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Old 12-05-2012, 05:01 PM   #1
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Making garlic salt

In the effort of saving a dime, I want to make my own spice blends. In making garlic salt, I looked at a few different websites. 1 site says the ratio is 4:1, the next says 3:1, etc., etc. Any advice? Thanks to all

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Old 12-05-2012, 05:08 PM   #2
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I never use garlic salt as the ratio is fixed. I use garlic powder and add salt separately if needed. So pick the ratio that works best for you.
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Old 12-05-2012, 05:12 PM   #3
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+1 Andy.

Also, many stores have garlic powder and garlic salt for 50 so I don't see any savings.
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Old 12-05-2012, 05:33 PM   #4
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I've just never understood using garlic salt, onion salt etc. Just keep the two separated as not everything you cook needs the same ratio.
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Old 12-05-2012, 05:49 PM   #5
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I also use garlic powder instead of garlic salt. I try to use as little salt as possible and tend to shy away from using it in my cooking and just add it to taste after it's cooked. Garlic powder allows me to adjust the garlic flavor without being too salty.
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Old 12-05-2012, 06:17 PM   #6
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Another salt-free garlic powder person here.
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Old 12-05-2012, 06:28 PM   #7
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I actually happen to love garlic salt. I buy a big container from Sam's club it ususaly last me a long time. I don't think you can get it any cheapper than that.
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Old 12-05-2012, 07:18 PM   #8
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I dehydrate garlic and then grind it in my spice grinder to make garlic powder. I don't mix it with salt--I add salt if necessary to the dish. I got some really nice smoked garlic at a garlic festival in August--it made lovely garlic powder once I dehydrated it. Also, I would not recommend using garlic from China for anything (definitely not for garlic powder). If you wanted to know why garlic from China is so white...

Garlic Production Observations in China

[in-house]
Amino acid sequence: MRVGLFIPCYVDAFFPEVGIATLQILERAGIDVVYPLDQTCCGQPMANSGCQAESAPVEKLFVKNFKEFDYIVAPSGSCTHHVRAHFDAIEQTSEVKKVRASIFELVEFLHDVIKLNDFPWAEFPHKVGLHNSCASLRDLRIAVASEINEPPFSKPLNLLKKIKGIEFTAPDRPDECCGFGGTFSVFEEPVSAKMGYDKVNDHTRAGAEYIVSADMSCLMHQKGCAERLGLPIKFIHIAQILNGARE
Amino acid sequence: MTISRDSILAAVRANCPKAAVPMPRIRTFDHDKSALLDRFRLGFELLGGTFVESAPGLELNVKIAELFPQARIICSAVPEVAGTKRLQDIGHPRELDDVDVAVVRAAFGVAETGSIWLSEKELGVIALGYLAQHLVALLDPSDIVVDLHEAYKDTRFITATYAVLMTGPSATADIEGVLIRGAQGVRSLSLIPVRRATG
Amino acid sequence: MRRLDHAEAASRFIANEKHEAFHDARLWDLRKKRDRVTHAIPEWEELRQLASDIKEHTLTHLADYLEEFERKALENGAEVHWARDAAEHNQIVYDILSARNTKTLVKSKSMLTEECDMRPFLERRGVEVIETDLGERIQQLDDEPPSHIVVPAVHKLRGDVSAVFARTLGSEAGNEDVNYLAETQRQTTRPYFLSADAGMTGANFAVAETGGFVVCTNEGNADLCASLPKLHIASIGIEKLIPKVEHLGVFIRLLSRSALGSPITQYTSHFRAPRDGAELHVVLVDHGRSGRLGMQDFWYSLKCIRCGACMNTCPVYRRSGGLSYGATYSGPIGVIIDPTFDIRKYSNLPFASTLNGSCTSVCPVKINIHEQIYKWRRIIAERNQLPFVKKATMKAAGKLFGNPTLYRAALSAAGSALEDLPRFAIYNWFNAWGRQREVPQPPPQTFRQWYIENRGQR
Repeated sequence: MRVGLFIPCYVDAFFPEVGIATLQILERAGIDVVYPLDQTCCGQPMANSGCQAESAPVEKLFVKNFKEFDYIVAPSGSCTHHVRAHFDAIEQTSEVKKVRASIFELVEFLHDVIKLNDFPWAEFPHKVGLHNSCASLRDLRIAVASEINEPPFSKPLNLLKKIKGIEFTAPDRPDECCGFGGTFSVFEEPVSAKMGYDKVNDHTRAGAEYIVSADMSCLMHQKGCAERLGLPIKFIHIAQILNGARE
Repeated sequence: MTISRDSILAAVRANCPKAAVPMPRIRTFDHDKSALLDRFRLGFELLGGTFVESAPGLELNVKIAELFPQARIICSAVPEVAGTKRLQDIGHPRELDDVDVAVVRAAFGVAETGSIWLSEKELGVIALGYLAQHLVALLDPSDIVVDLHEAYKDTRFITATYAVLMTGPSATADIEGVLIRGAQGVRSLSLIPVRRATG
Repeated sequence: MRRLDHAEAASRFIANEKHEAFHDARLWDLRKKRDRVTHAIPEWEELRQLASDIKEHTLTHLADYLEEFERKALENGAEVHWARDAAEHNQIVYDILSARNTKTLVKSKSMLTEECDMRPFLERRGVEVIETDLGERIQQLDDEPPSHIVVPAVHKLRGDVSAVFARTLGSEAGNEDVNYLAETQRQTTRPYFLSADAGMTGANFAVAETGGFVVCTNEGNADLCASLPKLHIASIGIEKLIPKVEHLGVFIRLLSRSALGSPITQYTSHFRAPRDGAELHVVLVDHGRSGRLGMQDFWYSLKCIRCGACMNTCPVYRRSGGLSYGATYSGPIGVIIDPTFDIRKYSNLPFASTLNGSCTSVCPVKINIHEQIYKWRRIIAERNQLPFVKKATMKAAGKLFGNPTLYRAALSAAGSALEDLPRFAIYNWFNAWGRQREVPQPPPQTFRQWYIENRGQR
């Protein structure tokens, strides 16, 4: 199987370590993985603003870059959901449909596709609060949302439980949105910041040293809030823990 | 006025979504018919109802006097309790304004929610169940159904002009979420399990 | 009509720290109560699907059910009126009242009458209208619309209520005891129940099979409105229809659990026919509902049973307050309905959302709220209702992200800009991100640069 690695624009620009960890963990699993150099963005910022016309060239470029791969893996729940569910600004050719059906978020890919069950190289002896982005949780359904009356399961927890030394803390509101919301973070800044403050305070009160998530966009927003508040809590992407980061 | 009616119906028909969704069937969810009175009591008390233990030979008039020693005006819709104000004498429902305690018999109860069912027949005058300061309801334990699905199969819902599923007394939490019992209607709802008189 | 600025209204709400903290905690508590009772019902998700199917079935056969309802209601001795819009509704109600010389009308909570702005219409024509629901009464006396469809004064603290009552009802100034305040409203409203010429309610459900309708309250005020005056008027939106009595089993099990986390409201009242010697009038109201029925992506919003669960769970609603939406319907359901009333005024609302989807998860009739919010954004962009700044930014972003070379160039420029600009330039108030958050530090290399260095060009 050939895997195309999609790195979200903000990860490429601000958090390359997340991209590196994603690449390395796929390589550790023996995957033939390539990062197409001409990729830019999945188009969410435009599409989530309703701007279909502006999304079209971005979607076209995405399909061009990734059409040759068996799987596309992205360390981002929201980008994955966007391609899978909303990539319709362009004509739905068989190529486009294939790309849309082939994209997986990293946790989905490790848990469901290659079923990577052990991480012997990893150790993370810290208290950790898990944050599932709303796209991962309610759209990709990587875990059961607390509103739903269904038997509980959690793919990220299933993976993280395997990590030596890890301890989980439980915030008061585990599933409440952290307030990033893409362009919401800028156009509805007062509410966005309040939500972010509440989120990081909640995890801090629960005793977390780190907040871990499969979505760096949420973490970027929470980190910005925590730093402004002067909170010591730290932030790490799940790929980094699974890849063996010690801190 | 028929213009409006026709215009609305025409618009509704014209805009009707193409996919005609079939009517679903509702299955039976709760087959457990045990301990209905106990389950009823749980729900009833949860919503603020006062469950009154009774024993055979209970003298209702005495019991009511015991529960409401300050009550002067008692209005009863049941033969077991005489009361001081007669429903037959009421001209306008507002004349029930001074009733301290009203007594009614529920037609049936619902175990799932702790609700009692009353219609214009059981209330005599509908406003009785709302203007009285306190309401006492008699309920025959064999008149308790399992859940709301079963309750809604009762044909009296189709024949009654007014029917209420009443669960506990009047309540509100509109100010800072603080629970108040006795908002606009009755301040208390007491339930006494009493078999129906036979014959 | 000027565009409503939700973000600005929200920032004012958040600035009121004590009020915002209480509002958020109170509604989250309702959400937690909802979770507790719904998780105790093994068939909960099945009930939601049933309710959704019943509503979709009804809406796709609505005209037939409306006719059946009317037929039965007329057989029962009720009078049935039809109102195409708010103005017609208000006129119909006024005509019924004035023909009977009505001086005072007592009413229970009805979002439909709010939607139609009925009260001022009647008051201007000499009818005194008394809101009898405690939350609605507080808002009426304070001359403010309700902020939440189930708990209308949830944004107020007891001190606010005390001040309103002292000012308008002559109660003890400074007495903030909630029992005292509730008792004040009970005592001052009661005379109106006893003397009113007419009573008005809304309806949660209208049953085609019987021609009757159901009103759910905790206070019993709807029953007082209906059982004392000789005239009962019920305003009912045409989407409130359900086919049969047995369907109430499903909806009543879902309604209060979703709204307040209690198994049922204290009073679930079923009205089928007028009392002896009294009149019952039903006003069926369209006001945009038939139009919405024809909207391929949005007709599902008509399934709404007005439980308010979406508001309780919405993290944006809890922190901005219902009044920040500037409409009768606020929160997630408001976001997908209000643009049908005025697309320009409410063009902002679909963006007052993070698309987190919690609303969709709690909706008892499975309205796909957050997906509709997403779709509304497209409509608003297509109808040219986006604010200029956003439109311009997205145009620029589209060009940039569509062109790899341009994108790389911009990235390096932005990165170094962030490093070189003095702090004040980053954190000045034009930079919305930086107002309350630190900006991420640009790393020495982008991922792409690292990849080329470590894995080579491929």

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Old 12-05-2012, 08:23 PM   #9
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Quote:
Originally Posted by CWS4322 View Post
I dehydrate garlic and then grind it in my spice grinder to make garlic powder. I don't mix it with salt--I add salt if necessary to the dish. I got some really nice smoked garlic at a garlic festival in August--it made lovely garlic powder once I dehydrated it. Also, I would not recommend using garlic from China for anything (definitely not for garlic powder). If you wanted to know why garlic from China is so white...
Garlic Production Observations in China
Thanks for the Cina info. If you look at the spice containers that say garlic, onion or any other one with salt as the last word, then read the ingredients, you will see that salt is the first ingredient. The ingredients are listed in the order as the most, then down to the lesser amounts. If you were to do a small taste test, you would taste mainly salt. Not the spice or herb it is mixed with.

If you are making a marinara sauce and read all the labele, you would have salt from the onion salt, salt from the garlic salt, salt from the celery salt, salt that is in the tomatoes, salt in the tomato paste, etc. Then you add your own salt. That is a lot of salt.

Sorry, I will add my own salt. And I try to buy salt free can goods when they are available.
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Old 12-05-2012, 08:43 PM   #10
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More research on Chinese garlic...The FDA has reports on the amounts rejected at the port of entry because of various reasons: insect matter, mold, etc. If you break open a head of garlic (the white stuff from China) and it is brown in the middle, the chances are that the garlic has been irradiated. I like roots still on my heads of garlic and if it sprouts or has green in the middle of the clove, that tells me it wasn't irradiated. I know the garlic grown in China is less expensive, but really, do we need to buy garlic from that far away???? And, the dehydrated, powdered garlic from China--well that is known to contain lead, arsenic, and other chemicals.
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